People living in metropolitan areas with the worst ozone pollution, aka smog, face at least a 30 percent greater chance of dying from respiratory illnesses than residents of the least polluted cities, a new study has found.
The study, published in this week's New England Journal of Medicine, is the first nationwide look at the long-term health effects of exposure to ozone, and the first to distinguish ozone's impact from the harmful effects of inhaling fine particulate matter, the tiny particles of pollutants emitted by factories, cars, and power plants. You need a subscription to read the report, but can read the abstract here.
Researchers looked at nearly a half million people over 18 years. They found that in Riverside, California, the city with the worst smog levels in the country through 2000, the chances of dying from lung disease were as much as 50 percent greater than if you lived in a place with no ozone pollution. Los Angeles came in a close second, with a 43 percent higher risk.
Here in the Northeast, where smog is not as bad, the risk of dying from lung disease was 27 percent higher in the Washington area and 25 percent higher around New York City. For some reason, the study didn't look at Baltimore separately, though the summer air here has tended to be as bad or even a bit worse than in the DC environs. While you may wonder why that is, given the heavier traffic around the nation's capital, the pollutants that form ozone from vehicle exhaust, power plants and the like tend to drift to the northeast.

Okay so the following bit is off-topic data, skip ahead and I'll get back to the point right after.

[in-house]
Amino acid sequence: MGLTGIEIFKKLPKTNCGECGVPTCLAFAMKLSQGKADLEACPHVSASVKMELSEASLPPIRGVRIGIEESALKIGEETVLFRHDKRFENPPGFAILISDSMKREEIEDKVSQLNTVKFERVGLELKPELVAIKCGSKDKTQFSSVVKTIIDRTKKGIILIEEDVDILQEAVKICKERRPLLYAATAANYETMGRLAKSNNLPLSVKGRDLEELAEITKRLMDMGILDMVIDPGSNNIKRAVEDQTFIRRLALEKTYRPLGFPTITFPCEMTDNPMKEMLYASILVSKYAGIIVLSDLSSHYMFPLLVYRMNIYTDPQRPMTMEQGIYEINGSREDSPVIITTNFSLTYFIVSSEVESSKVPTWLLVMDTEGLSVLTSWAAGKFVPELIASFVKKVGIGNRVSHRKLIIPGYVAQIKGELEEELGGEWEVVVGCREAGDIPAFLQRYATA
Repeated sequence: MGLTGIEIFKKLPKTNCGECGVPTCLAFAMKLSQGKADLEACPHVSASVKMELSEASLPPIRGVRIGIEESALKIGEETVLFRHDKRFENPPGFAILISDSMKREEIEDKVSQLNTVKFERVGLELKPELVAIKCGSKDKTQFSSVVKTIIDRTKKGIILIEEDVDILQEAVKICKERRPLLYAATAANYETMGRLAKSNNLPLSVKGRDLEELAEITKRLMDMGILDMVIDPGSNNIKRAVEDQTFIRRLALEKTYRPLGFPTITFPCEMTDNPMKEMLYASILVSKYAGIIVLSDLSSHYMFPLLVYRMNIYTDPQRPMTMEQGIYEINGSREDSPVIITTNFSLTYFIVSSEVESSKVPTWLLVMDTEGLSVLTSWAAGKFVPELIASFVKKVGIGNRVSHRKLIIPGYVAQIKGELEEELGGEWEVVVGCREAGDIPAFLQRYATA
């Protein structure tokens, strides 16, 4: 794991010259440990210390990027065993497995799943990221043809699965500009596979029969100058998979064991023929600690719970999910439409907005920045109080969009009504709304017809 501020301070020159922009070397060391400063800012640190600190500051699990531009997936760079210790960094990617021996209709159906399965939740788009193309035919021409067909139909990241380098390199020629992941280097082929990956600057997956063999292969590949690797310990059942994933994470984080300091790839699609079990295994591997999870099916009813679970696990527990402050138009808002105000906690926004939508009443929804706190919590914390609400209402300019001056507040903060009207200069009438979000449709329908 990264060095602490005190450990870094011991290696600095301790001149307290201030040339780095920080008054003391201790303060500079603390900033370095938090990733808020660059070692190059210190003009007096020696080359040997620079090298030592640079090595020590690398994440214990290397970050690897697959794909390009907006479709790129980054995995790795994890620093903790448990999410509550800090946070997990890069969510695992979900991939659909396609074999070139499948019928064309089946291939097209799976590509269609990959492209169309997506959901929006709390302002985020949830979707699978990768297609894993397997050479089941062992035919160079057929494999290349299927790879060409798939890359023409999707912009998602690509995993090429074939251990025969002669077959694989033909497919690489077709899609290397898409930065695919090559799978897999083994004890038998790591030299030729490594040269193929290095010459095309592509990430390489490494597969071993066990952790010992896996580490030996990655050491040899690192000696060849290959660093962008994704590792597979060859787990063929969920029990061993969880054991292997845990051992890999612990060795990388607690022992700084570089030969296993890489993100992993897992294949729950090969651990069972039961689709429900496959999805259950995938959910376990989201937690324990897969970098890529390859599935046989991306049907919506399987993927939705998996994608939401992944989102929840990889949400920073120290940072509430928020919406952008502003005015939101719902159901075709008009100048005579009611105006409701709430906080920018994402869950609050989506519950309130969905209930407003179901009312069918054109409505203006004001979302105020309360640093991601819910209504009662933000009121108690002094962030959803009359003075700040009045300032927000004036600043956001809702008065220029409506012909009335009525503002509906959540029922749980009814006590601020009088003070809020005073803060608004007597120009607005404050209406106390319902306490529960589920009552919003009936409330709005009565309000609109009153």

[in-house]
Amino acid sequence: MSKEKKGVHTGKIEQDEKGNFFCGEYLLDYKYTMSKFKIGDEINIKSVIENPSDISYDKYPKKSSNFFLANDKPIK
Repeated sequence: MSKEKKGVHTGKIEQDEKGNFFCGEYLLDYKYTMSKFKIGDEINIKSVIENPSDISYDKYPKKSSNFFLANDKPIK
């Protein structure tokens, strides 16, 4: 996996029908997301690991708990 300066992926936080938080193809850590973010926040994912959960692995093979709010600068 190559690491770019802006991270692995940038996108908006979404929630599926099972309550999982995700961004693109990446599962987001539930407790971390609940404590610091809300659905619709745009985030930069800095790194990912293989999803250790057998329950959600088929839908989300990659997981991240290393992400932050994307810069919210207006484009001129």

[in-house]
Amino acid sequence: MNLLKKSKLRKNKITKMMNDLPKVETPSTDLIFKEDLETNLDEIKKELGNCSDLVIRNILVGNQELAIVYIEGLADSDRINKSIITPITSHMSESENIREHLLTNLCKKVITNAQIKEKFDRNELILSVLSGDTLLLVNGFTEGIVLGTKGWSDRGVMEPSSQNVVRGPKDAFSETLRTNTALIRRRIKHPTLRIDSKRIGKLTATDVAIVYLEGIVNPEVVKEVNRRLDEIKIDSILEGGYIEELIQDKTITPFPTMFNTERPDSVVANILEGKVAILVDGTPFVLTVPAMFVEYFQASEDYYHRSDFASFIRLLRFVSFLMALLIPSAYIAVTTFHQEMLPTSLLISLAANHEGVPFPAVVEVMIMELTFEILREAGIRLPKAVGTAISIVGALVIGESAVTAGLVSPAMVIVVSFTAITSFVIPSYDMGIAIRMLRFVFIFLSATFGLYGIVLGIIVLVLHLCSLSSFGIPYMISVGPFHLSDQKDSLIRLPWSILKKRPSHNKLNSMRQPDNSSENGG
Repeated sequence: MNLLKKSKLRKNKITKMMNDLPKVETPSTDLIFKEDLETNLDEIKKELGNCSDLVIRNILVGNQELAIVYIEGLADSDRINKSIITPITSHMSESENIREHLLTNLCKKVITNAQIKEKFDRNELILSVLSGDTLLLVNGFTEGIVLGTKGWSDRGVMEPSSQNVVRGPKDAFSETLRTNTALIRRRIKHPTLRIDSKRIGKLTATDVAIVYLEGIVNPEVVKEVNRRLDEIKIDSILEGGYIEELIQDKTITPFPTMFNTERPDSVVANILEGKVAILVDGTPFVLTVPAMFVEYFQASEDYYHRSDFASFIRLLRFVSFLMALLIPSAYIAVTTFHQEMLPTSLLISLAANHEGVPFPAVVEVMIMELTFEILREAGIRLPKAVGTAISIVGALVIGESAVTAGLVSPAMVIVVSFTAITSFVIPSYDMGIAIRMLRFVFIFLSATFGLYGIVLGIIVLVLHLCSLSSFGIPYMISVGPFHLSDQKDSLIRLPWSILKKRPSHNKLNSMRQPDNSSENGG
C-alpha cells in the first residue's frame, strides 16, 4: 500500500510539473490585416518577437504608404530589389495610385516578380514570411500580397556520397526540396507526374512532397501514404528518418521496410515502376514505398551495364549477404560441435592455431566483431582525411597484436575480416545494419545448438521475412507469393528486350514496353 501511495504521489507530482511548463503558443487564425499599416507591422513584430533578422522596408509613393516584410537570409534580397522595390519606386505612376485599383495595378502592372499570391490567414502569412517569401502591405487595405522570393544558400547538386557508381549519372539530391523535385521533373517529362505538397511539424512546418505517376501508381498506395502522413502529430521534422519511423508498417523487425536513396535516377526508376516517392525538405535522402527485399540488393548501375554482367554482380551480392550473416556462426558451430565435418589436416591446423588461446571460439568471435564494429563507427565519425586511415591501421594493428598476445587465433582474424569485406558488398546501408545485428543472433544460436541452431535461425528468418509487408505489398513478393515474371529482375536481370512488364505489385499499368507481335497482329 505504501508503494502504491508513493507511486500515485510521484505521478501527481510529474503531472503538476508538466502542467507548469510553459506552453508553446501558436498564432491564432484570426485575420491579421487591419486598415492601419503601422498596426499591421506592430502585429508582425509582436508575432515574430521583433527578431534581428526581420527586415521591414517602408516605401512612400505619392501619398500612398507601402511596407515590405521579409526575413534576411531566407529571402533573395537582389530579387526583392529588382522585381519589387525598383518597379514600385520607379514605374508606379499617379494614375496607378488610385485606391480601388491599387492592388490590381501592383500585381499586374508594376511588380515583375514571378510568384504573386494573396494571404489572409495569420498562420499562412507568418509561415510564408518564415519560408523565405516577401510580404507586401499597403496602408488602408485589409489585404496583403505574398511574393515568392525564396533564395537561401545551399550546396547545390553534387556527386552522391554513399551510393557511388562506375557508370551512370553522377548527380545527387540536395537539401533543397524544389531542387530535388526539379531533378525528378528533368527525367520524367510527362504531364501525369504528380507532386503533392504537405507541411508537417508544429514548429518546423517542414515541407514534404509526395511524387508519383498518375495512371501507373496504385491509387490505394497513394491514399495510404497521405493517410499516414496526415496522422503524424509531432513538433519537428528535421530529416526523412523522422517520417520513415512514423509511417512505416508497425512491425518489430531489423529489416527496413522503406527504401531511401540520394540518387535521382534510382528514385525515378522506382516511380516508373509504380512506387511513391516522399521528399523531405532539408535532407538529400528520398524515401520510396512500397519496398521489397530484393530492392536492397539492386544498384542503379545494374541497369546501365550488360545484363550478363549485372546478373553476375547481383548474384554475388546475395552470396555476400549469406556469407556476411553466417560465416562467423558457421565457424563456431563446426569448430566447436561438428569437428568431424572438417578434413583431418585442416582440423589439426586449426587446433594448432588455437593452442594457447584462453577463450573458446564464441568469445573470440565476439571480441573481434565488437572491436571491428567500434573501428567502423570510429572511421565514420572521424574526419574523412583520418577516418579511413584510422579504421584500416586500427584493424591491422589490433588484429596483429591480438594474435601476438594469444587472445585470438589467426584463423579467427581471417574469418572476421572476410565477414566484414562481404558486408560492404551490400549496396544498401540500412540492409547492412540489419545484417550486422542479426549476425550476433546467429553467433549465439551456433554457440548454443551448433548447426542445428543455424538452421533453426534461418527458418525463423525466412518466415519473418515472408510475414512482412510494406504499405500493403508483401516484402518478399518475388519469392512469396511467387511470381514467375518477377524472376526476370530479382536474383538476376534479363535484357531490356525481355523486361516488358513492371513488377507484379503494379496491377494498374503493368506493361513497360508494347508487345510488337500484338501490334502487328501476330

The EPA has set health-based standards for ozone pollution based on eight-hour average exposures, but as the Los Angeles Times notes, more than 300 counties where more than 100 million people live are out of compliance. Though EPA tightened its smog standards slightly last year, it ignored urgings from experts to set even more protective standards. This study could add pressure on EPA to revisit that decision.
(Photo of Los Angeles skyline: Getty Images)